The best example is the Walt Disney Company logo. There’s a lot to say about this prestigious logo, but what is noteworthy is it refers us to an iconic fairy tale, namely Cinderella. Disney and Disney Plus use precisely the Cinderella tale castle as a logo. The idea is far from innocent: that Castle is a great emblem of our childhood, and its effect on the audience is tremendous. Roman Rogoza is right when she writes, in “What Famous Castle Is Depicted on Disney Logo?,” “the magnificent logo with the castle has a profound effect on the audience, reviving their childhood dreams and making them believe in miracles”(Rogoza 2020).
For another outstanding example, consider the Apple logo. Among its many allusions, the iconic bitten apple placed on your iPhones and Apple computers makes allusion to Snow White, another fairy tale which rocked the childhoods of so many of us. The apple logo designers know very well that the story is simply fossilize in our minds and that it goes on rocking our lives as adults and potential consumers.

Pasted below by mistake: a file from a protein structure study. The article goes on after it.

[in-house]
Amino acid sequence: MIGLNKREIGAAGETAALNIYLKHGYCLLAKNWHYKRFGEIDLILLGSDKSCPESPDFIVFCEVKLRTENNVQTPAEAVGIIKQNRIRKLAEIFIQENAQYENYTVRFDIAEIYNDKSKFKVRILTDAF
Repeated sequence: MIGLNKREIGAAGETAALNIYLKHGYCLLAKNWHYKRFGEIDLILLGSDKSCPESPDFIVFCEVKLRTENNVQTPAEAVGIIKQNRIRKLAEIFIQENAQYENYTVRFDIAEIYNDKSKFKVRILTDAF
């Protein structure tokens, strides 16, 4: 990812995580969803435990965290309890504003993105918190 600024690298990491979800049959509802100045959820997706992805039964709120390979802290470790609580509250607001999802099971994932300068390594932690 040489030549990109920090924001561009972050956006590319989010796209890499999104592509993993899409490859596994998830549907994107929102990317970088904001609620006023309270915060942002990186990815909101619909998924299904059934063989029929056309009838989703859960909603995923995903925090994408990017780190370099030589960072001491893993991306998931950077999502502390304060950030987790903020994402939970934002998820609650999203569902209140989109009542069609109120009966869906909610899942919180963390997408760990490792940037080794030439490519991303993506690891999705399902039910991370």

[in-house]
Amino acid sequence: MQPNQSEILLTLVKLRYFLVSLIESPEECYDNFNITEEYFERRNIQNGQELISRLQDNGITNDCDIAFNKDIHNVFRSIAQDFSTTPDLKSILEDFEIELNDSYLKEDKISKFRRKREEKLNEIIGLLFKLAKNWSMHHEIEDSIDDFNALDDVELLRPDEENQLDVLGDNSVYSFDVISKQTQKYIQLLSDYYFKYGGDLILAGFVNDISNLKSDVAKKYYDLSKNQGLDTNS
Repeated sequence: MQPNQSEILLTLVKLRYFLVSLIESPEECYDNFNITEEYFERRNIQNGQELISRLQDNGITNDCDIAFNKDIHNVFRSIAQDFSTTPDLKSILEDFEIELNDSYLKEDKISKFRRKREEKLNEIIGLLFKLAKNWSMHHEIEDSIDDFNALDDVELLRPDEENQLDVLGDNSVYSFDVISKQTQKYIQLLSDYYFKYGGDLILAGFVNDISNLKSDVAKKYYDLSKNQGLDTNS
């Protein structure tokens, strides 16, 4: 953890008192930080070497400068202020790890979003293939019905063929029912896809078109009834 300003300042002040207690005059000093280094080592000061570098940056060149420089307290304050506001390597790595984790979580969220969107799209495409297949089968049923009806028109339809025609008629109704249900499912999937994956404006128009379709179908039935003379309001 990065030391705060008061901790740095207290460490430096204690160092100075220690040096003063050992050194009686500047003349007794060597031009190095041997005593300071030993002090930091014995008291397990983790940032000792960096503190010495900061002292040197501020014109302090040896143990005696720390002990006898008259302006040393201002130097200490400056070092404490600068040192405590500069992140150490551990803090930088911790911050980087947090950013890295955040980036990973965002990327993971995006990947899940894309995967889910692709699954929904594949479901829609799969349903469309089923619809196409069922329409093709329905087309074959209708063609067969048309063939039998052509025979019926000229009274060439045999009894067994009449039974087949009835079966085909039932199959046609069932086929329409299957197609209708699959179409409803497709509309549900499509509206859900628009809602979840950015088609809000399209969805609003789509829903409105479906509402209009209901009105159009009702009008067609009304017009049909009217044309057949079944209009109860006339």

Great logo design makers are aware that the stories of our childhood made us as adults. They realize that they matter decisively for much of what we like or dislike (buying).
How and what we choose to consume is largely determined by what we used to like or dislike when we were children. The best logos are made by people who know it. They’re aware that “the tragedy of man is that he has been a child” as Nietzsche has said.
For the same purpose, to make a great logo requires use of popular imagery. For one thing, the best logo design exploits the attractive power of popular images of our childhood and adolescence. Logo creators like to use fantastic characters and icons such as sirens, unicorns, dragons and castles. For another thing, to get a perfect logo, the best graphic artists use other kinds of popular imagery like roses, stars and the animals we value most (thinks of dolphins).
Many examples can illustrate this practice in logo design, but the best cases in point are perhaps the Starbucks and Mercedes logos. The first draws on a mermaid and the second on a three pointed star. Both the siren and the star are popular images. Additionally, they’re registered in the world’s collective consciousness as good and fairy.